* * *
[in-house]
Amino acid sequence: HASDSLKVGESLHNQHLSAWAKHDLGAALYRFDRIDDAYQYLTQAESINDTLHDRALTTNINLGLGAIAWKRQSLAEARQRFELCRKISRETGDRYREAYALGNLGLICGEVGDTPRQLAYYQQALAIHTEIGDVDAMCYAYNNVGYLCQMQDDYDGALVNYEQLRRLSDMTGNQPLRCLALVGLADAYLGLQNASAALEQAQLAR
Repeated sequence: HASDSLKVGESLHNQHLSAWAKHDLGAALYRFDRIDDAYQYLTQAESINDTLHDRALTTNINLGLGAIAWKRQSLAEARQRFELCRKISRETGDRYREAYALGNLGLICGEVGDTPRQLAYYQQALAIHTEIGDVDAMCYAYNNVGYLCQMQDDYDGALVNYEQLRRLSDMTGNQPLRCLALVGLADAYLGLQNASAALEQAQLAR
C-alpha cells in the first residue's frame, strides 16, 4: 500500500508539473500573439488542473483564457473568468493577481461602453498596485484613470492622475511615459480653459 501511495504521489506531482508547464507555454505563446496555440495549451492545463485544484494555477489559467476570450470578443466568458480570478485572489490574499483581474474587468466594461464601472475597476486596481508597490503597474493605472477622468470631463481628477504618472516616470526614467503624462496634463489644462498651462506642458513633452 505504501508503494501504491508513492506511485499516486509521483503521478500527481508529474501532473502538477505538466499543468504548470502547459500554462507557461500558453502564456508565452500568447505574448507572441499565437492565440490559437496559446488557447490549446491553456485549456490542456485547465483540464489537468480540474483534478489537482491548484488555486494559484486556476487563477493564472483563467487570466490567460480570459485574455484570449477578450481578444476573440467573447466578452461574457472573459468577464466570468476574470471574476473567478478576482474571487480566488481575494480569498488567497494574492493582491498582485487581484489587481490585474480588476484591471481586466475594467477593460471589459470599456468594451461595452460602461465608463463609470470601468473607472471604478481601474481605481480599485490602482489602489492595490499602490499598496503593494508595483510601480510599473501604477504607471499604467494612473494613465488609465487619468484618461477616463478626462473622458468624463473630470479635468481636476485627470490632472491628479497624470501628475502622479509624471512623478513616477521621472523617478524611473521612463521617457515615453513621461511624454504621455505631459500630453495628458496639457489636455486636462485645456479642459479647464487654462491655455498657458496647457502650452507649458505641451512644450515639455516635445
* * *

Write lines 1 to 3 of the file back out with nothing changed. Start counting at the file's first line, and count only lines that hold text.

[in-house]
Amino acid sequence: HASDSLKVGESLHNQHLSAWAKHDLGAALYRFDRIDDAYQYLTQAESINDTLHDRALTTNINLGLGAIAWKRQSLAEARQRFELCRKISRETGDRYREAYALGNLGLICGEVGDTPRQLAYYQQALAIHTEIGDVDAMCYAYNNVGYLCQMQDDYDGALVNYEQLRRLSDMTGNQPLRCLALVGLADAYLGLQNASAALEQAQLAR
Repeated sequence: HASDSLKVGESLHNQHLSAWAKHDLGAALYRFDRIDDAYQYLTQAESINDTLHDRALTTNINLGLGAIAWKRQSLAEARQRFELCRKISRETGDRYREAYALGNLGLICGEVGDTPRQLAYYQQALAIHTEIGDVDAMCYAYNNVGYLCQMQDDYDGALVNYEQLRRLSDMTGNQPLRCLALVGLADAYLGLQNASAALEQAQLAR